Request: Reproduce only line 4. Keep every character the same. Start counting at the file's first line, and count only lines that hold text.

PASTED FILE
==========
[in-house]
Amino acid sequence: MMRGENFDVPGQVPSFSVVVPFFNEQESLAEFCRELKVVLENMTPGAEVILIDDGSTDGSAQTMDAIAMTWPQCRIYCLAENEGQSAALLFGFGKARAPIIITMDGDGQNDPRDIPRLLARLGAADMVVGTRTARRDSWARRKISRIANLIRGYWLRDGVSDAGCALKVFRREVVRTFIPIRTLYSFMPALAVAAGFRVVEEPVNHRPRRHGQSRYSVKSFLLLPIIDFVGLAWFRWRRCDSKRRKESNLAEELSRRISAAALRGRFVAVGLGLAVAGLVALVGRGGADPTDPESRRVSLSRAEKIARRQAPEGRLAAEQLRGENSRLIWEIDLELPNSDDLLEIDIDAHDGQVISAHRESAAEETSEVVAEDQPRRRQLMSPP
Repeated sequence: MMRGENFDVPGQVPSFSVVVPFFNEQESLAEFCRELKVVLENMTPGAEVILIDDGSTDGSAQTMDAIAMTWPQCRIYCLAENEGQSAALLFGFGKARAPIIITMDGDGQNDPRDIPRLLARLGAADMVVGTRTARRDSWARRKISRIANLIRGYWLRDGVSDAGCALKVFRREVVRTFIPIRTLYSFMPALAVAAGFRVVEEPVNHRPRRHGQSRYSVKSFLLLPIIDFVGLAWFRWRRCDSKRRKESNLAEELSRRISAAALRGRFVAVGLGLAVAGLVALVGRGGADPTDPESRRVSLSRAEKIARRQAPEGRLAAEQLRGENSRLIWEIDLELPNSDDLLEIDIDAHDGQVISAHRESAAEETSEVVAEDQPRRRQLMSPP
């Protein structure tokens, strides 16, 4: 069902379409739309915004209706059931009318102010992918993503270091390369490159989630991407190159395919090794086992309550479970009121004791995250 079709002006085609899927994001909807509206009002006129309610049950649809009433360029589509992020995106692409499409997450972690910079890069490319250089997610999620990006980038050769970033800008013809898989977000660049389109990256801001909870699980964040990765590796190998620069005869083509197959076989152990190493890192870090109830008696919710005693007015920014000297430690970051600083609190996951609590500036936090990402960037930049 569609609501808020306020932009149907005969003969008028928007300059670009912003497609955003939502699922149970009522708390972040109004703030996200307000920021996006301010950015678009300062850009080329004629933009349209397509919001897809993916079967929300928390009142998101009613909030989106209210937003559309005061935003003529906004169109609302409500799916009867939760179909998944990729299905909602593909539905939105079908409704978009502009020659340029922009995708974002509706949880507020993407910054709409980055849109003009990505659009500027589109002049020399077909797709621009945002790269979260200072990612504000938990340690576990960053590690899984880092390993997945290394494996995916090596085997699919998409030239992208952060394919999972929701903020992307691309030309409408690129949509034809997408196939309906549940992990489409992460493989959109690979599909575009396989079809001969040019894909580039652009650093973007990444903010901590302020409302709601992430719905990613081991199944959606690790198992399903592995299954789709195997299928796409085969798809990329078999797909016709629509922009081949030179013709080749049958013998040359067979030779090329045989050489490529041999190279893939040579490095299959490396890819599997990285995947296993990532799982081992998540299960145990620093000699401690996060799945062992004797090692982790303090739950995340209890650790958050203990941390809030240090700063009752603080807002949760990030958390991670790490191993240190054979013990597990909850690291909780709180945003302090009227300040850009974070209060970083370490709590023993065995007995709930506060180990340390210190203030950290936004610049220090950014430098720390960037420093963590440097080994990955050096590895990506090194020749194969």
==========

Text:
């Protein structure tokens, strides 16, 4: 069902379409739309915004209706059931009318102010992918993503270091390369490159989630991407190159395919090794086992309550479970009121004791995250 079709002006085609899927994001909807509206009002006129309610049950649809009433360029589509992020995106692409499409997450972690910079890069490319250089997610999620990006980038050769970033800008013809898989977000660049389109990256801001909870699980964040990765590796190998620069005869083509197959076989152990190493890192870090109830008696919710005693007015920014000297430690970051600083609190996951609590500036936090990402960037930049 569609609501808020306020932009149907005969003969008028928007300059670009912003497609955003939502699922149970009522708390972040109004703030996200307000920021996006301010950015678009300062850009080329004629933009349209397509919001897809993916079967929300928390009142998101009613909030989106209210937003559309005061935003003529906004169109609302409500799916009867939760179909998944990729299905909602593909539905939105079908409704978009502009020659340029922009995708974002509706949880507020993407910054709409980055849109003009990505659009500027589109002049020399077909797709621009945002790269979260200072990612504000938990340690576990960053590690899984880092390993997945290394494996995916090596085997699919998409030239992208952060394919999972929701903020992307691309030309409408690129949509034809997408196939309906549940992990489409992460493989959109690979599909575009396989079809001969040019894909580039652009650093973007990444903010901590302020409302709601992430719905990613081991199944959606690790198992399903592995299954789709195997299928796409085969798809990329078999797909016709629509922009081949030179013709080749049958013998040359067979030779090329045989050489490529041999190279893939040579490095299959490396890819599997990285995947296993990532799982081992998540299960145990620093000699401690996060799945062992004797090692982790303090739950995340209890650790958050203990941390809030240090700063009752603080807002949760990030958390991670790490191993240190054979013990597990909850690291909780709180945003302090009227300040850009974070209060970083370490709590023993065995007995709930506060180990340390210190203030950290936004610049220090950014430098720390960037420093963590440097080994990955050096590895990506090194020749194969």